Sunday, Nov. 29, 2020

AdvertiseDonate
NewsSportsArtsOpinionThe QuadPhotoVideoIllustrationsCartoonsGraphicsThe StackPRIMEEnterpriseInteractivesPodcastsClassifieds

IN THE NEWS:

Tracking COVID-19 at UCLA2020 Election Updates

2020 UCLA Football Season Preview: Defensive line will likely get boost from coach Brian Norwood

UCLA football will have a new defensive system in 2020, thanks to incoming coach Brian Norwood. (Tanmay Shankar/Daily Bruin senior staff)

By Sam Connon

Oct. 22, 2020 5:28 p.m.

UCLA football finally has a schedule for its 2020 season, so Sports editor Jack Perez and senior staff writer Sam Connon will be taking a look at the Bruins’ outlook at each position. From award favorites to comeback stories, Daily Bruin Sports will analyze each position’s depth chart and make predictions for how their seasons could unfold. Next up – the defensive line.

Depth Chart

The Bruins lost a big body on the interior, but the defensive line returns most of the same faces in 2020.

Junior Atonio Mafi made the switch from defensive tackle to offensive lineman early in the offseason, meaning his 355-pound frame won’t be around to plug up holes in the running game anymore.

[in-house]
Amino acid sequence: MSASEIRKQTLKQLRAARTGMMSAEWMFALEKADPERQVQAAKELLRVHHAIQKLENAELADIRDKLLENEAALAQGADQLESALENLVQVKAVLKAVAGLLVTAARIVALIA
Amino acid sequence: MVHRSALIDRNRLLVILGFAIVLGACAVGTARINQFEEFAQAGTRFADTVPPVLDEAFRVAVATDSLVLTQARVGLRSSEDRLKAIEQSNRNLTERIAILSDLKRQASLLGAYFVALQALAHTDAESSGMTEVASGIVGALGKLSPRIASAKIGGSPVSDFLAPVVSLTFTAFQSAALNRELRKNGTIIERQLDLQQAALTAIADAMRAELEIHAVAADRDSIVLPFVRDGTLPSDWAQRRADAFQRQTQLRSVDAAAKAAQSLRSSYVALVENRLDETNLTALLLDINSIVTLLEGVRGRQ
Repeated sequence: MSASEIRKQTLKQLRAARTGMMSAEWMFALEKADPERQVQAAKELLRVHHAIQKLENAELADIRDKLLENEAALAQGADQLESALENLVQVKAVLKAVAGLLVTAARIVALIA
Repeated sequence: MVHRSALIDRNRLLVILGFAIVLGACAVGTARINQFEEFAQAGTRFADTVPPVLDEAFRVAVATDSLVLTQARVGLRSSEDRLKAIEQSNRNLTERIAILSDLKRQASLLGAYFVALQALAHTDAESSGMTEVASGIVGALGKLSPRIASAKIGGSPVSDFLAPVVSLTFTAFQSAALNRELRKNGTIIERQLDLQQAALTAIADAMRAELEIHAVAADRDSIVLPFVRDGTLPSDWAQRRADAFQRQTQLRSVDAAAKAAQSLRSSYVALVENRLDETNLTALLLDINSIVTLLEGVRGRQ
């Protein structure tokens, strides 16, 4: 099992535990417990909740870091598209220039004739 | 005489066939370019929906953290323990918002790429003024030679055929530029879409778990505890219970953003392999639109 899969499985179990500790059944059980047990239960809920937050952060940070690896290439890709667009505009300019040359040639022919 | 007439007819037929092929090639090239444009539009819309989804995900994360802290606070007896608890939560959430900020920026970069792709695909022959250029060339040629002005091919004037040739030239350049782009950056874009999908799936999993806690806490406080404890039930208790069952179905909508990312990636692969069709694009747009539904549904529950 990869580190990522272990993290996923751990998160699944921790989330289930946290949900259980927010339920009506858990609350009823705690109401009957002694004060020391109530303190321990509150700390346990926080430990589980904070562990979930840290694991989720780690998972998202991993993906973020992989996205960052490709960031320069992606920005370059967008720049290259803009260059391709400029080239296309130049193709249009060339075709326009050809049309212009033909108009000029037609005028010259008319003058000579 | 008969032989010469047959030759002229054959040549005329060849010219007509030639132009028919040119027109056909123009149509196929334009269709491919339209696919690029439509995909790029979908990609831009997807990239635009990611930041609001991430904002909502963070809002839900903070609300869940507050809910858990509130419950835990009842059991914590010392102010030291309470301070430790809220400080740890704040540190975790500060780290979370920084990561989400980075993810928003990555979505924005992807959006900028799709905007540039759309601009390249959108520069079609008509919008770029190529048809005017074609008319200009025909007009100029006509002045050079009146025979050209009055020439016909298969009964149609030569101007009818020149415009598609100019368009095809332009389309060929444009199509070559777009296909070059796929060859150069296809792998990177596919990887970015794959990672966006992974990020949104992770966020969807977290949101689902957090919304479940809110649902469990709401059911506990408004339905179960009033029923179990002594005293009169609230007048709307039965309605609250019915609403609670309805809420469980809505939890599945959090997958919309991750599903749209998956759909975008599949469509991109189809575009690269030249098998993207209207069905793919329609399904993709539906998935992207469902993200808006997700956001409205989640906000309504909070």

Still, redshirt senior Osa Odighizuwa is back with NFL Draft aspirations, while junior Tyler Manoa, redshirt junior Odua Isibor and junior Otito Ogbonnia are set to rotate for the remaining snaps as the second defensive tackle. Redshirt junior Martin Andrus Jr. is still fighting back from a torn ACL that cost him all but three games in 2019, but his breakout 2018 season with 2.5 tackles for loss proves that he still has a spot in the rotation when healthy.

Things are a little thinner on the outside, as senior Datona Jackson and redshirt senior Steven Mason are the only two returning defensive ends with any kind of in-game experience. The pair of transfers combined for 12 tackles, 0.5 tackles for loss and zero sacks in 2019, but their age makes them viable options early on in the season.

A lack of depth at defensive end could mean younger players and a handful of pass-rushing linebackers get a shot to make plays up front, such as redshirt freshman Hayden Harris, freshman Jay Max Jacobsen and freshman Myles Jackson. The latter two were primarily weakside defensive ends coming out of high school, so their skillsets should give them decent upside as part of the Bruins’ depth chart.

Scheme Breakdown

Brian Norwood may be the defensive backs coach, but his fingerprints will be all over the entire defense.